The few days spent at the campgrounds were beyond reproach in both the kindness of the camp hosts and the healthy supply of fish caught in the long, winding “Lake Fork of the Gunnison” a river that collects many snow fed creeks into a Tour de Force before blustering through Lake City and on to the Gunnison river proper. In a nod to the regions past as a mineral gold mine (literally) many parts of the river are private property due to mining claims from many, many years ago. While this can be annoying to a populist like me, there are many stretches in between these private waters that feel as wild as the scenery that surrounds them.

IMG_1482

It was bliss to be sure, waking up with the sun, brewing coffee and cooking a calorie heavy breakfast to get me by until dinner, and forgoing the waders (despite the ice cold water) in an effort to simplify the process of hooking into trout. The Lake Fork can be a challenge to be sure, but it’s also thick in many stretches with brown trout that seem almost naive when it comes to certain flies. Nymph rigs worked their usual magic, but it was the Amy’s Ant (easily my confidence fly for New Mexico and Colorado) that once again took the majority of the trout caught on these high and steady waters.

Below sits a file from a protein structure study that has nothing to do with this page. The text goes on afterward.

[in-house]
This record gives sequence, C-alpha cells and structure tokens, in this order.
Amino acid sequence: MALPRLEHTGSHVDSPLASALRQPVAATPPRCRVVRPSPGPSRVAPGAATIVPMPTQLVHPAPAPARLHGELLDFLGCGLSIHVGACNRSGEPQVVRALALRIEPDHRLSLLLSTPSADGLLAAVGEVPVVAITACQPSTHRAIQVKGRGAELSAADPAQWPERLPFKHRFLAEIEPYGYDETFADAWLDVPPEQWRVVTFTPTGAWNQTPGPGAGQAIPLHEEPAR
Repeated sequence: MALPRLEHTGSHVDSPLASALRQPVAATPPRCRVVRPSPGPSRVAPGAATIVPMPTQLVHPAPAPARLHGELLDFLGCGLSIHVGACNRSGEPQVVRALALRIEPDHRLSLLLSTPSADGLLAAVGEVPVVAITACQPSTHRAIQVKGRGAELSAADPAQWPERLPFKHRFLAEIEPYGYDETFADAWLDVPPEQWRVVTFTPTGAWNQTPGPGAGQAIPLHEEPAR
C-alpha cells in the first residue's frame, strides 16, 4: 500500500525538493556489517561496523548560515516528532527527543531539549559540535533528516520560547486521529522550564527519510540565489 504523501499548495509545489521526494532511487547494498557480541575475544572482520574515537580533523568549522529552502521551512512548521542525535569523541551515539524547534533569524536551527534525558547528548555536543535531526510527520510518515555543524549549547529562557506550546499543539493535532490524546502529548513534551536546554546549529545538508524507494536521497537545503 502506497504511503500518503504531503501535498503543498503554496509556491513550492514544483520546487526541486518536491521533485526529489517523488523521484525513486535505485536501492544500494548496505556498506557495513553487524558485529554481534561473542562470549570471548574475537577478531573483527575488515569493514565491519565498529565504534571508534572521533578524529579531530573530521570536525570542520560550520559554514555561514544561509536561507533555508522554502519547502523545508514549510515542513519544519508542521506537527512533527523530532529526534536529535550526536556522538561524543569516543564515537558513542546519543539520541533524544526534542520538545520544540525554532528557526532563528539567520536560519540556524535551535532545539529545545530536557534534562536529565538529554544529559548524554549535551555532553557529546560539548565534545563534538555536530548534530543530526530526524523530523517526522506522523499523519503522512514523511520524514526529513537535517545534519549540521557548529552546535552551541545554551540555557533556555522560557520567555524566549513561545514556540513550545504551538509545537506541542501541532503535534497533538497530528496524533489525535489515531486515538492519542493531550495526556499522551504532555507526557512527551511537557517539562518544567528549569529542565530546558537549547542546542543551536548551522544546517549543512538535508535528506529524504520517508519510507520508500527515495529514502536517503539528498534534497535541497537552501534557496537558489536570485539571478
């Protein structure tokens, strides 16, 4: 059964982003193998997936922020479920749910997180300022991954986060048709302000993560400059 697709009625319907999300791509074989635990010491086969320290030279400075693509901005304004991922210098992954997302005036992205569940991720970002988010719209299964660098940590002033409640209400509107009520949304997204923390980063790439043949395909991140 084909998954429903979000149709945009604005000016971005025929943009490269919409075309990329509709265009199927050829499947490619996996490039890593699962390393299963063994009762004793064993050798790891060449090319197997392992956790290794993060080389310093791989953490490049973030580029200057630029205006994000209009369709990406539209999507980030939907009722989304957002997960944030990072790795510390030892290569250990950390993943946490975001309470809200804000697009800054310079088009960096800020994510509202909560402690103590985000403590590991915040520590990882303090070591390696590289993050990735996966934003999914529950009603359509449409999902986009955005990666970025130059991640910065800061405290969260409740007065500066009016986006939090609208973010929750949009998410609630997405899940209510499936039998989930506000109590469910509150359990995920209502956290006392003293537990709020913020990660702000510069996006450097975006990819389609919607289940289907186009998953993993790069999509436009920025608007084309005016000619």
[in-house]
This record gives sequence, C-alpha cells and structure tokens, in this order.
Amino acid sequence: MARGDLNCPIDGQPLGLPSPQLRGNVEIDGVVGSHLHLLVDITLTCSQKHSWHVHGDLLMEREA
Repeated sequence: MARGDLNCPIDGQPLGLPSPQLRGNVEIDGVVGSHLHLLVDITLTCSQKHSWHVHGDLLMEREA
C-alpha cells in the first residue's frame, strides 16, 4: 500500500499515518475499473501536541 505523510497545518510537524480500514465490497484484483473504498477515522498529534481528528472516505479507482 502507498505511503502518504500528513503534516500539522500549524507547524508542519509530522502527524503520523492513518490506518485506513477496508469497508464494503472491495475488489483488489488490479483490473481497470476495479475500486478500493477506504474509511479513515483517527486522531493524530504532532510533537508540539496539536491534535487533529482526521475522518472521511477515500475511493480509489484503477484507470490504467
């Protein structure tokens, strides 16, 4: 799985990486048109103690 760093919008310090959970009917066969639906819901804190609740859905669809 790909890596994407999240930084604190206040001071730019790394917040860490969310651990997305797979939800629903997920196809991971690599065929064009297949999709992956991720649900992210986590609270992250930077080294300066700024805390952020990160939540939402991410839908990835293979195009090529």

After a few days of amazing luck on these bigger waters, that were night and day from the trickle that was the Cimarron, i decided to find a good compromise, and headed high into the mountains to work my way down Cebolla creek from top to bottom.

IMG_1488